Elastic band (EB) training is a common form of resistance training used by the elderly, individuals with joint problems or those recovering from injury. EB training performed at low intensities by these populations may have little effect on muscle hypertrophy. However, when combined with blood flow restriction (BFR), low-intensity EB resistance training may result in muscle hypertrophy.Methods
Postmenopausal women (61 ± 5 years) were assigned to a moderate-to-high-intensity EB group (MH, n = 8) or a low-intensity EB group combined with BFR (LI-BFR, n = 6). Each group performed seated chest press, seated row and seated shoulder press with EB three times a week for eight weeks. EB colours progressed in each group by having participants maintain a rating of 7–9 on the OMNI Resistance for active muscle (OMNI-RES AM) scale (0–10) throughout training. In the LI-BFR group, BFR pressure progressed during the first 4 weeks of training (80–120 mmHg), after which EB colours were progressed.Results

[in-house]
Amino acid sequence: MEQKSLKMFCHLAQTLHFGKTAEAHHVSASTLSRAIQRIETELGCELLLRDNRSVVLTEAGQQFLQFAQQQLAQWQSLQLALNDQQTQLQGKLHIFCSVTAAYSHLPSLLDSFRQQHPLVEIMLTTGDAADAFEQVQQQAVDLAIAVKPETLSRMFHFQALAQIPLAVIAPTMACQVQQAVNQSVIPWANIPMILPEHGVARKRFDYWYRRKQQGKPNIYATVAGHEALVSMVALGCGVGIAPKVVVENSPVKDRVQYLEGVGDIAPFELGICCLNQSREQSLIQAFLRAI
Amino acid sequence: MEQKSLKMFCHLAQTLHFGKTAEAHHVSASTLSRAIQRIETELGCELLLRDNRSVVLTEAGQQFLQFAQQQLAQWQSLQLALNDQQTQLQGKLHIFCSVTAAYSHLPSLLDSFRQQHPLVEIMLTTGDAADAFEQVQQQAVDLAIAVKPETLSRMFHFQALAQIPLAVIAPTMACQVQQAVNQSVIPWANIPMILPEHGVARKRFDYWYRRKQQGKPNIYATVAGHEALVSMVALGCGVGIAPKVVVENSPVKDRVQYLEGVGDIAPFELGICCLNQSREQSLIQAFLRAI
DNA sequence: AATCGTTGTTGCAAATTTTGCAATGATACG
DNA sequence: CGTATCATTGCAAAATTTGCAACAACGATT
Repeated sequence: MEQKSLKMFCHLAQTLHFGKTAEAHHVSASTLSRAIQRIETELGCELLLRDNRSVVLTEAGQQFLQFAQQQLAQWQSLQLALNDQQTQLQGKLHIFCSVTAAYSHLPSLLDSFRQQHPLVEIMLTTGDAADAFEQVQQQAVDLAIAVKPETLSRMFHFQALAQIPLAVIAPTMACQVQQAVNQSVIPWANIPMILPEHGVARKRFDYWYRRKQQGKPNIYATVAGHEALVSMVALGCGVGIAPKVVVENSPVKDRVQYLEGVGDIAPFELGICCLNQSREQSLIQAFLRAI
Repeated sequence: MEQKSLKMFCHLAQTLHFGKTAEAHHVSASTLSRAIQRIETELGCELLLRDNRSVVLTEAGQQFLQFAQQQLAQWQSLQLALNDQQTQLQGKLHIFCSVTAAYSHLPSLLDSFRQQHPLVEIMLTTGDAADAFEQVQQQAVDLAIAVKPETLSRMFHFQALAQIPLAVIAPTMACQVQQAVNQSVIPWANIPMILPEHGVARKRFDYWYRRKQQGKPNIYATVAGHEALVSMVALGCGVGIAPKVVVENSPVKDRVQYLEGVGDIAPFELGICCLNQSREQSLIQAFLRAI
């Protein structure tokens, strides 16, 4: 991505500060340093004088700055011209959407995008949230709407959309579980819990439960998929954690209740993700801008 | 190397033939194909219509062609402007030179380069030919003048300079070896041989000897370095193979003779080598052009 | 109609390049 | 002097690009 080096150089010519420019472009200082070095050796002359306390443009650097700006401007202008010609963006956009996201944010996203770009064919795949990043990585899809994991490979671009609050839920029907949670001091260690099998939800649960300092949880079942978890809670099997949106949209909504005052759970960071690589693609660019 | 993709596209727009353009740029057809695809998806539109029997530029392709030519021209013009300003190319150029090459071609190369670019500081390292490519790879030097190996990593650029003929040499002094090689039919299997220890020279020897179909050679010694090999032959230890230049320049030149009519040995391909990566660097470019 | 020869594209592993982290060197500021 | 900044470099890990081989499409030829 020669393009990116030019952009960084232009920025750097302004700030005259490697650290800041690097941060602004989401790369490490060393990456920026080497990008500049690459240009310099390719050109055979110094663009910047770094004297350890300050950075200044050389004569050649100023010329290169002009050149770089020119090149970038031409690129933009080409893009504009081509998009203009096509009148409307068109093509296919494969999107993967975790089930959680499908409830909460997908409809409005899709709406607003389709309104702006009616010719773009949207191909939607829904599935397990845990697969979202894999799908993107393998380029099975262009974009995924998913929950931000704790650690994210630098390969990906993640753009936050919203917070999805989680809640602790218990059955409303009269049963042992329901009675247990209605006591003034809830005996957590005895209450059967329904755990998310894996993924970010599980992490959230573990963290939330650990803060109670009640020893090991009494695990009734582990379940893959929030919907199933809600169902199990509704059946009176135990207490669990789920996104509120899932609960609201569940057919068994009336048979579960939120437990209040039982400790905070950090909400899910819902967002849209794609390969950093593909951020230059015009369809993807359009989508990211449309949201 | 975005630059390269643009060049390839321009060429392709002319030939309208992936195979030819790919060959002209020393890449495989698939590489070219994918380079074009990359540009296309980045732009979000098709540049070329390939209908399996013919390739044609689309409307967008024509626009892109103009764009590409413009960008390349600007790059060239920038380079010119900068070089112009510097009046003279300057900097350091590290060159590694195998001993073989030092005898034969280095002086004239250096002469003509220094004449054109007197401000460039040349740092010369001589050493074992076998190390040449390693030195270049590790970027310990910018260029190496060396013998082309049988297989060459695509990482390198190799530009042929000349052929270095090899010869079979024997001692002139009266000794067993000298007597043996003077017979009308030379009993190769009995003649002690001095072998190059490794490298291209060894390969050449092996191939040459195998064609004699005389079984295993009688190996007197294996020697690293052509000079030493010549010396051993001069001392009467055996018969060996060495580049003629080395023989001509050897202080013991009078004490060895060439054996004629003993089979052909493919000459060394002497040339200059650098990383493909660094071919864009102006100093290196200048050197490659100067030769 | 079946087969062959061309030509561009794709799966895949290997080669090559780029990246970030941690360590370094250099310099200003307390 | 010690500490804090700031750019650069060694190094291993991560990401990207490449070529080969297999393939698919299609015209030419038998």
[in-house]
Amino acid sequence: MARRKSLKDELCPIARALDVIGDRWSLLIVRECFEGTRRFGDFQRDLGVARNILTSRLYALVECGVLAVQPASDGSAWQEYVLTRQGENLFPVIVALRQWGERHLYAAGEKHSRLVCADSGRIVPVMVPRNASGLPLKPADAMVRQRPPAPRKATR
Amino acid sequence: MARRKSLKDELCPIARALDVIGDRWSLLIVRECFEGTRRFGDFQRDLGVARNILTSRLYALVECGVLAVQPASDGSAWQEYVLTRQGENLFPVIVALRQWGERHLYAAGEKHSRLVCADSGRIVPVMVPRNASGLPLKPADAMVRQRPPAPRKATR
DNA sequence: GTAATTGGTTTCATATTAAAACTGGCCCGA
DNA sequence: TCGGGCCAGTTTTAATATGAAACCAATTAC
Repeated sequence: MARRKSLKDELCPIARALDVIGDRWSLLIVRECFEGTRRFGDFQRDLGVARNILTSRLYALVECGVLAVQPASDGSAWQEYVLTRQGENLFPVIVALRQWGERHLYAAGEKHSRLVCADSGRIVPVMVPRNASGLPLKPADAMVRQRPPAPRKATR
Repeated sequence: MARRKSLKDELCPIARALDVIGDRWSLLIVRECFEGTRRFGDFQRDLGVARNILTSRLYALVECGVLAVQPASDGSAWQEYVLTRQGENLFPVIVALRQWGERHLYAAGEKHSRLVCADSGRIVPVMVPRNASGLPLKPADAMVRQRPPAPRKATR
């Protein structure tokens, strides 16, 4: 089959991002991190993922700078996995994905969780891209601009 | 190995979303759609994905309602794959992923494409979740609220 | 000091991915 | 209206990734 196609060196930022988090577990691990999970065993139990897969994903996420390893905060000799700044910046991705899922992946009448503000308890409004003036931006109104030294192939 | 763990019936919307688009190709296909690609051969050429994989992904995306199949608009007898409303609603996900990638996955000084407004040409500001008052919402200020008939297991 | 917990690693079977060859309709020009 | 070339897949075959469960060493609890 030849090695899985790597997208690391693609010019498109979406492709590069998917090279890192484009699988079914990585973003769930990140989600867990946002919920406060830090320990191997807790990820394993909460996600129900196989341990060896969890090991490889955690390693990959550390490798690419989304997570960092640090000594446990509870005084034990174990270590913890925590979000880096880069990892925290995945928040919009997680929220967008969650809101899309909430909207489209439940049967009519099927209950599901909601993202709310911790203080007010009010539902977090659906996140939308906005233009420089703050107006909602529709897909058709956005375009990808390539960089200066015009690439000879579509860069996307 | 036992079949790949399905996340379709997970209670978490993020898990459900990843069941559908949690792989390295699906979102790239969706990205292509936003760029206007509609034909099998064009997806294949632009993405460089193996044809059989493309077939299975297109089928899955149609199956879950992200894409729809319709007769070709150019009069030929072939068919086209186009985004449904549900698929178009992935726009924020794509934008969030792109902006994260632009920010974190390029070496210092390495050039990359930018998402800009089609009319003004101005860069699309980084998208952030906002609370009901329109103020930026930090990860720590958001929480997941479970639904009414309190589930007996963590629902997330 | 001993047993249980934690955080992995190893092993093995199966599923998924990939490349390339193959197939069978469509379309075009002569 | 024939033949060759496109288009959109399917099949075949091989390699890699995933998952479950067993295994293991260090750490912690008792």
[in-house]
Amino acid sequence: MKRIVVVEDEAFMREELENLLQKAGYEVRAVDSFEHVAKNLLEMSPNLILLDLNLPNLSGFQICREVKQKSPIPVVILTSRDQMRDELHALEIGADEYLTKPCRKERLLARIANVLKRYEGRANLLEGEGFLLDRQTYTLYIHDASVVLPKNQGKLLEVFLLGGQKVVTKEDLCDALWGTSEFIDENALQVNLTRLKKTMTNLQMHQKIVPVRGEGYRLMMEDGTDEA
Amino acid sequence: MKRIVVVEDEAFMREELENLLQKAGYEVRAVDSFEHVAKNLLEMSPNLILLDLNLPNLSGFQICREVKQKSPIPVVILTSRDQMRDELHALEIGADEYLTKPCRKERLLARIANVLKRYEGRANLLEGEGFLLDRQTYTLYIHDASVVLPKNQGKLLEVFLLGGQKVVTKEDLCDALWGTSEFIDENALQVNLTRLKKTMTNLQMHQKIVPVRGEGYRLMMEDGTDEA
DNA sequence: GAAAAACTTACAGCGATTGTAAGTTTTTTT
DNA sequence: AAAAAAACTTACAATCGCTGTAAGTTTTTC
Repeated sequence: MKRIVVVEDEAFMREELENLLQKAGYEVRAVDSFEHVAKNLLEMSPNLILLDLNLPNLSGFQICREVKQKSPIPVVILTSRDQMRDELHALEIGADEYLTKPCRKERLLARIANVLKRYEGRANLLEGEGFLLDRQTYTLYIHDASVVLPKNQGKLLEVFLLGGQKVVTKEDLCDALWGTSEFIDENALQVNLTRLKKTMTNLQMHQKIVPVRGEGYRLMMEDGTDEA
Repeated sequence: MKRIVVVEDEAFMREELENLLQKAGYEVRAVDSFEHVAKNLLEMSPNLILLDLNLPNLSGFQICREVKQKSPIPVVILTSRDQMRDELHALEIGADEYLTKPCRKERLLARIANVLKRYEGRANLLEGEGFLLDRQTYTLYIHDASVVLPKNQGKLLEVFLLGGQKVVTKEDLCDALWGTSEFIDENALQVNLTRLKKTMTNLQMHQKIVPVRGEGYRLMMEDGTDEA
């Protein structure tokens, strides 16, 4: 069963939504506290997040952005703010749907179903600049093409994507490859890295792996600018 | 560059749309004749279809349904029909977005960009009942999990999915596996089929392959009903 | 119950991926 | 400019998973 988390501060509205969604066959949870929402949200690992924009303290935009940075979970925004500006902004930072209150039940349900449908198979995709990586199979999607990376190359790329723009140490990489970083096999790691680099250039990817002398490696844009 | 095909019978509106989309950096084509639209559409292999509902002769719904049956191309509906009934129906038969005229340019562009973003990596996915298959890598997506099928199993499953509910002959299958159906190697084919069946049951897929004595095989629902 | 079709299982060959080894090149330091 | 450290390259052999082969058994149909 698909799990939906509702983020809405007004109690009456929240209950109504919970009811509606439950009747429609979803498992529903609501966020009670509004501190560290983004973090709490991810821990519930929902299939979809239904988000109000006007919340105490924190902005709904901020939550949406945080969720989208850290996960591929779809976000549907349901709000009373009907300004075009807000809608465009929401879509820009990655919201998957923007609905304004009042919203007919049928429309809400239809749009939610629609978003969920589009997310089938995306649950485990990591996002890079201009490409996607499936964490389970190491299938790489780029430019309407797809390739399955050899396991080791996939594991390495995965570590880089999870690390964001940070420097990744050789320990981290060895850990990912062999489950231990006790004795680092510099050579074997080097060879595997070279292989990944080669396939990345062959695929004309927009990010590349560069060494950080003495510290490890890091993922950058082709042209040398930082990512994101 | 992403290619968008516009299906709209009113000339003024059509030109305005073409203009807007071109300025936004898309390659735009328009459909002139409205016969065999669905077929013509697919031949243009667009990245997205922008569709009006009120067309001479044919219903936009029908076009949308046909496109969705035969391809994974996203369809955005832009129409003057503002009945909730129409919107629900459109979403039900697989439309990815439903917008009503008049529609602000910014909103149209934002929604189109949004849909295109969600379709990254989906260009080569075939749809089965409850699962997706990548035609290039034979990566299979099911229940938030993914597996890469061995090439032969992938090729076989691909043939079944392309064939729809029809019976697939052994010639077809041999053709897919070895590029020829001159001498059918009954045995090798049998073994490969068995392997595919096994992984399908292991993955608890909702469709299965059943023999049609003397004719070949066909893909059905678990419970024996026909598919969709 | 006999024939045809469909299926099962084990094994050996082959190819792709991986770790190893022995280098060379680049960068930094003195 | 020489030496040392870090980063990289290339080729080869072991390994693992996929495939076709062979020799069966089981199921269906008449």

1-repetition maximum increased for chest press (P = 0·01), shoulder press (P = 0·02) and seated row (P = 0·01), but no differences were found between groups. Only pectoralis major muscle thickness in the upper body increased (P = 0·04). A trend was found for an increase in total bone-free lean body mass (P = 0·055).Conclusions
The main findings of this study were that moderate-to-high-intensity EB training and low-intensity EB training with BFR resulted in similar increases in strength, total bone-free lean body mass and muscle thickness.